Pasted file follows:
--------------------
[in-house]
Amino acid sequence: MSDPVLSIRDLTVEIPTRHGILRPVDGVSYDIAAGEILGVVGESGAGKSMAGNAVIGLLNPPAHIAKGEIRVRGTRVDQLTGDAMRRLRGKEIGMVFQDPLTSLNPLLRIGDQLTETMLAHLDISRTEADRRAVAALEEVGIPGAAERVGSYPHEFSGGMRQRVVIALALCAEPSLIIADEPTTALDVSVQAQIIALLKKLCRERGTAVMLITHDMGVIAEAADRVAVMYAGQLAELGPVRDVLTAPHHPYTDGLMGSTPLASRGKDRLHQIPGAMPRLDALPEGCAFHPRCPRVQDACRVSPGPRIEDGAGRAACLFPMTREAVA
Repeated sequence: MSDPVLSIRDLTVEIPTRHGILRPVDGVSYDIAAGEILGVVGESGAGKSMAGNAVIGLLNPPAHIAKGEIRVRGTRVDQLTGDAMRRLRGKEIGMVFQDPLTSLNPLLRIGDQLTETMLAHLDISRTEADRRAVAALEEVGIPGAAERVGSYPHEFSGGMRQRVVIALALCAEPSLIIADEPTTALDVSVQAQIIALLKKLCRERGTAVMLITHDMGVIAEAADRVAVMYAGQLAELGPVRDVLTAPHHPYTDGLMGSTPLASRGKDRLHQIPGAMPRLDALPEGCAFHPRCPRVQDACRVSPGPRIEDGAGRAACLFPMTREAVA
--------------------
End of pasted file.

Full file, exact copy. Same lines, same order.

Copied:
[in-house]
Amino acid sequence: MSDPVLSIRDLTVEIPTRHGILRPVDGVSYDIAAGEILGVVGESGAGKSMAGNAVIGLLNPPAHIAKGEIRVRGTRVDQLTGDAMRRLRGKEIGMVFQDPLTSLNPLLRIGDQLTETMLAHLDISRTEADRRAVAALEEVGIPGAAERVGSYPHEFSGGMRQRVVIALALCAEPSLIIADEPTTALDVSVQAQIIALLKKLCRERGTAVMLITHDMGVIAEAADRVAVMYAGQLAELGPVRDVLTAPHHPYTDGLMGSTPLASRGKDRLHQIPGAMPRLDALPEGCAFHPRCPRVQDACRVSPGPRIEDGAGRAACLFPMTREAVA
Repeated sequence: MSDPVLSIRDLTVEIPTRHGILRPVDGVSYDIAAGEILGVVGESGAGKSMAGNAVIGLLNPPAHIAKGEIRVRGTRVDQLTGDAMRRLRGKEIGMVFQDPLTSLNPLLRIGDQLTETMLAHLDISRTEADRRAVAALEEVGIPGAAERVGSYPHEFSGGMRQRVVIALALCAEPSLIIADEPTTALDVSVQAQIIALLKKLCRERGTAVMLITHDMGVIAEAADRVAVMYAGQLAELGPVRDVLTAPHHPYTDGLMGSTPLASRGKDRLHQIPGAMPRLDALPEGCAFHPRCPRVQDACRVSPGPRIEDGAGRAACLFPMTREAVA